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Does cannabis make people violent?

by Stephen Armstrong The Sunday Times, posted 28 06 2020

The drug, which may have been a factor in the Reading stabbings, is under the spotlight over fears it triggers psychosis and violence

Could cannabis make somebody kill? In the past week, a picture has been forming of Khairi Saadallah, 25, arrested after last weekend’s Reading knife attack in which David Wails, Joe Ritchie-Bennett and James Furlong died.

Saadallah had suffered mental health problems, receiving treatment for post-traumatic stress disorder and other difficulties. He also reportedly smoked cannabis — a fact to which some commentators drew attention. But scientists, too, are becoming increasingly interested in such details.

Sir Robin Murray, professor of psychiatric research at King’s College London, is reviewing research into the drug’s impact on crime and believes there is a relationship between heavy consumption and violence.

“I’m a psychiatrist: I see people who have become psychotic, smoke excessively and become paranoid,” he says. “[When you give] cannabis to animals, you see it stokes up the chemicals associated with psychosis. If you think the world is against you and people will harm you, it’s possible you will fight back — so cannabis violence is often senseless and bizarre.”

The issue is attracting millions of pounds in research grants after countries such as Portugal and some American states decriminalised cannabis.

A 2019 study from King’s College London and a 2018 study from the University of Oulu in Finland found that smoking high-potency cannabis every day could increase the risk of developing psychosis by nearly five times.

“There is no question that cannabis causes transient psychosis,” says the American journalist Alex Berenson, author of Tell Your Children: The Truth About Marijuana, Mental Illness and Violence. “It can increase the risk of conditions such as schizophrenia. Cannabis violence has a particular flavour — it’s often knife crime, often random, often overly violent, sometimes from people with no history of violence. The idea that cannabis doesn’t cause violence is the result of generations of mythmaking.”

Others disagree, including a study by the US National Epidemiological Survey on Alcohol and Related Conditions. “There is no empirical evidence to support this claim,” argues Carl Hart, Dirk Ziff professor of psychology at Columbia University. “In the US before Covid there were researchers like my team who give thousands of doses of marijuana, as much as eight cigarettes per day for weeks at a time — and if that caused violence, our government would not have given us research funding.”

In Wolverhampton last year, cannabis took some of the blame for the rape and murder of 14-year-old Viktorija Sokolova, who was hit with a hammer by Ayman Aziz, 17. It was also implicated in Aaron Campbell’s rape and murder of Alesha MacPhail, 6, on the Isle of Bute in 2018; the 2005 murders of the teenagers Steven Bayliss and Nuttawut Nadauld in Berkshire by their friend Tom Palmer; and Robbie McIntosh’s stabbing to death of Anne Nicoll, a civil servant, in Dundee in 2002.

Then there is the terror link. Sudesh Amman, shot dead by police in Streatham, south London, in January after stabbing three people, had served time for cannabis possession. Salman Abedi, the Manchester Arena bomber, was a cannabis-smoking university dropout. PC Keith Palmer’s killer, Khalid Masood, was a heavy drug user who stabbed a man in the face while high. Muhiddin Mire, who attacked Lyle Zimmerman with a knife at Leytonstone Tube station in east London in 2015, had mental health problems after smoking cannabis and had been treated for paranoia.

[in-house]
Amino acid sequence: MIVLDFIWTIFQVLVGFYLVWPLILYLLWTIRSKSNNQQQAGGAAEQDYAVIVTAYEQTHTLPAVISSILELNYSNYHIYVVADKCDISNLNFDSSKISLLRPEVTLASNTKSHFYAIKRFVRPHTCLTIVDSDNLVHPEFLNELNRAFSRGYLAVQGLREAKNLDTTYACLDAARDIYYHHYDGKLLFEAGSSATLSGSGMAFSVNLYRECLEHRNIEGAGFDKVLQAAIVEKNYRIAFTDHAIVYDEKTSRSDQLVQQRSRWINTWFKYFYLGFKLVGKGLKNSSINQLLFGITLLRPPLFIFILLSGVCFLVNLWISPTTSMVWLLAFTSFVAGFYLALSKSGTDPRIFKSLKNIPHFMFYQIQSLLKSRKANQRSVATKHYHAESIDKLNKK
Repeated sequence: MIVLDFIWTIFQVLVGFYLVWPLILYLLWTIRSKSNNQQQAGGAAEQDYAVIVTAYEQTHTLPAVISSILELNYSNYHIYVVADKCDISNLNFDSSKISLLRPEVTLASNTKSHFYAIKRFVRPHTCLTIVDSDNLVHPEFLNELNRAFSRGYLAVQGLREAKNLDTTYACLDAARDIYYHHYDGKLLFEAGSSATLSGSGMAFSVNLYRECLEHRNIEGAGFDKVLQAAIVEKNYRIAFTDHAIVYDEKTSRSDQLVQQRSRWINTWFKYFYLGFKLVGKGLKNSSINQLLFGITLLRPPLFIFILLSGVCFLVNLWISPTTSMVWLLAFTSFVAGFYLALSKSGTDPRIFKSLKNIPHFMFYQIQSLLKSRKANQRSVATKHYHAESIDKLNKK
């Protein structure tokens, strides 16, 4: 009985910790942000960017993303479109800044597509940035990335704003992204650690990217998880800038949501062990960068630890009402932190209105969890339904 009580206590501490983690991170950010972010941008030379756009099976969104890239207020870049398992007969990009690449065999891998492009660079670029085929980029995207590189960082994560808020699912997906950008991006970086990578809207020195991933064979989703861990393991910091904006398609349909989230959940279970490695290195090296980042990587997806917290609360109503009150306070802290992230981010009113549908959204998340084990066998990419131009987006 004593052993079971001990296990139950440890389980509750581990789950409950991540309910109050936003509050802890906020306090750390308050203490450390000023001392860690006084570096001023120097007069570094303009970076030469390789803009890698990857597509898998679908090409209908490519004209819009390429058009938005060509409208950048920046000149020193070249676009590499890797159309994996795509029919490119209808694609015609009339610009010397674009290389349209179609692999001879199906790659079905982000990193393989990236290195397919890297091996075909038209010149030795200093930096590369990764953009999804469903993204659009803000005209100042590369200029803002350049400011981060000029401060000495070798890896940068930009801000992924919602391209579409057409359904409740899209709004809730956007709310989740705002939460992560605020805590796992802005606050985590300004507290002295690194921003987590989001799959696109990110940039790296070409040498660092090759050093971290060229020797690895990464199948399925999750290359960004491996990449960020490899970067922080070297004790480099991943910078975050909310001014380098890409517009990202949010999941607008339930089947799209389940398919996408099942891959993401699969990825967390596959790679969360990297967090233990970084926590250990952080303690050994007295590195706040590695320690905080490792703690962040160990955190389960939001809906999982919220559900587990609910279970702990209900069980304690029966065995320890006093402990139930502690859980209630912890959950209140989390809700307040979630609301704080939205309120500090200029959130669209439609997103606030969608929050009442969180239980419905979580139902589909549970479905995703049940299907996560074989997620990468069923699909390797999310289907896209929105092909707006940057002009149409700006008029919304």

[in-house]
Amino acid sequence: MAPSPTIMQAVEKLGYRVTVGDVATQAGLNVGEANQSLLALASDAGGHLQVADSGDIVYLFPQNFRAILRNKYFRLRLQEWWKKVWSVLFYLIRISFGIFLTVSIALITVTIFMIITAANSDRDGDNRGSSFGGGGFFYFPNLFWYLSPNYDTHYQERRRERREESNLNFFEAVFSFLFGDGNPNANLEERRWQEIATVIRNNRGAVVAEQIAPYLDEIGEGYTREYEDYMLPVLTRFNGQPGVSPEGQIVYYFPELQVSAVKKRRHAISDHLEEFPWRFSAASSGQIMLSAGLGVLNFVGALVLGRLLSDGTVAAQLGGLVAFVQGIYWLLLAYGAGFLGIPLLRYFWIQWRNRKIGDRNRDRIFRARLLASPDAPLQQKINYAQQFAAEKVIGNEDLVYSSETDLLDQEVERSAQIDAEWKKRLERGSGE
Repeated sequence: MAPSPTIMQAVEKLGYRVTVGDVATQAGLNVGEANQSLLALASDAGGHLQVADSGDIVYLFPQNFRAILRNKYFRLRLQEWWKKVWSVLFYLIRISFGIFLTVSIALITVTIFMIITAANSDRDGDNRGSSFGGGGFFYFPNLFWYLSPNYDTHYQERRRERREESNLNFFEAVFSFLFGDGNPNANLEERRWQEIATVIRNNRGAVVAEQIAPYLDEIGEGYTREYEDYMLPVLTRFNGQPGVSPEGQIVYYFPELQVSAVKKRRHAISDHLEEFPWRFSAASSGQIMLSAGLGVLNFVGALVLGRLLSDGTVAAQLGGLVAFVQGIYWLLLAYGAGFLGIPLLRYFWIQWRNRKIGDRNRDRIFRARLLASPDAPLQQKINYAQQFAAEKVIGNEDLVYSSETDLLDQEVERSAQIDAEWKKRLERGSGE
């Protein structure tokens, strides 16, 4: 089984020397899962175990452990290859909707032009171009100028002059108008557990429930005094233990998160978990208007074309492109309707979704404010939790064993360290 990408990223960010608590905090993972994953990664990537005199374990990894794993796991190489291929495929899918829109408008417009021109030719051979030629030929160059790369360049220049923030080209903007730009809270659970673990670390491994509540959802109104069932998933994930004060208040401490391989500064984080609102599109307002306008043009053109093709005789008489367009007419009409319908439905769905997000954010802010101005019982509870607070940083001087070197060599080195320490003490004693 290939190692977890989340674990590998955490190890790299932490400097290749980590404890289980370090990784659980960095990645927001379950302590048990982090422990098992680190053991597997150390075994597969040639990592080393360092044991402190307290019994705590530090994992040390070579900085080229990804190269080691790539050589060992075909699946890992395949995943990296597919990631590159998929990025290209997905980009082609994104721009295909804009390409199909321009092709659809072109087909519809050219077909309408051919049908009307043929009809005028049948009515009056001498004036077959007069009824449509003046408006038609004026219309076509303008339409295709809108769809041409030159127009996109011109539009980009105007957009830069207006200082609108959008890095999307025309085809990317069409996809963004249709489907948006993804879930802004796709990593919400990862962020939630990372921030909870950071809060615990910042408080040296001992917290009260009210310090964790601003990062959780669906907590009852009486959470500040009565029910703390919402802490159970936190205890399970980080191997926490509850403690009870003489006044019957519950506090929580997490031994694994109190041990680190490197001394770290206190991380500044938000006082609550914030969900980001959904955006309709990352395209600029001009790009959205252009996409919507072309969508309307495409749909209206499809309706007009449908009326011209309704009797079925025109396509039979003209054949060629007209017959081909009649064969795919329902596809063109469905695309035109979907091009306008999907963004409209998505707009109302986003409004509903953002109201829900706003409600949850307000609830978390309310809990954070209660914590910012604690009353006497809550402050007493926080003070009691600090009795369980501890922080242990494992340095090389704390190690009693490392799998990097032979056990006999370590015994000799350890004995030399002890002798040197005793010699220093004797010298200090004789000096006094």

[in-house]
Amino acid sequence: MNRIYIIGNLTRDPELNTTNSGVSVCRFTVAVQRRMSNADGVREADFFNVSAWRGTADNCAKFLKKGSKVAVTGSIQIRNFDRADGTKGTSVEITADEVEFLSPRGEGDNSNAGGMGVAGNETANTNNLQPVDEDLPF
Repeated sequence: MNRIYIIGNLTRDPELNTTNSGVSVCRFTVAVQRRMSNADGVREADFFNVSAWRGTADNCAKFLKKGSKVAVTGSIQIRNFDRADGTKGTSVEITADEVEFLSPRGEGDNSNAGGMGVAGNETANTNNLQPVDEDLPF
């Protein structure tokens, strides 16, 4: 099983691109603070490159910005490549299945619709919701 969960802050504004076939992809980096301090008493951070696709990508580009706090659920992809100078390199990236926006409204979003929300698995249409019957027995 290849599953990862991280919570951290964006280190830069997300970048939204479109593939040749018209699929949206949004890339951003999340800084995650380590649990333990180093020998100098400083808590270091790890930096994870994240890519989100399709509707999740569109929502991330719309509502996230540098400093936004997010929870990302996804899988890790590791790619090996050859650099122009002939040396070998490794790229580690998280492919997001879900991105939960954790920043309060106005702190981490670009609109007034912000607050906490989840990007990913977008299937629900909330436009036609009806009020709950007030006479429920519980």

According to the Office for National Statistics, for the year ending March 2019, 18% of homicide suspects in England and Wales were under the influence of alcohol — with 5% taking an illicit drug and 9% under the influence of both.

More than one factor is usually involved. Hart points to an Ontario court blaming cannabis for the 2018 murder of John Kehl, 67, by his son Adam, 30. But Adam was also taking escitalopram, an antidepressant associated with hallucinations and vivid dreams. A 2015 study of Swedish data found that young people taking antidepressants of the same type were 43% more likely to be convicted of assault.

“There is work linking [cannabis] with psychosis, but no one has made anything really stand up. Cannabis by itself does not cause violence,” says Richard Hammersley, professor of health psychology at the University of Hull. “If you mix cannabis with alcohol or synthetic cannabinoids like spice, that’s a different story, especially if you have psychotic problems and take a mixture of God knows what. But cannabis has been tested for centuries by millions of recreational users and there’s no causal link.”

If tetrahydrocannabinol (THC), the principal psychoactive constituent in the drug, does trigger psychosis, the key chemical likely to be involved is dopamine — the pleasure/reward neurotransmitter that, according to recent research, appears to be overactive in some parts of a schizophrenic brain and underactive in others.

In interfering in the dopamine pathway, THC might cause an imbalance and trigger a psychotic episode.

“It’s not easy to isolate as an independent variable. It’s mixed with other drugs, and used to self-medicate by people with mental health issues,” says Dr Abigael San, a chartered clinical psychologist. “If people have aggression issues, the dopamine reward system can be triggered by violence. If a heavy cannabis smoker from a violent background is hallucinating and the fight-or-flight system switches on, they can become aggressive and be prone to violence.”

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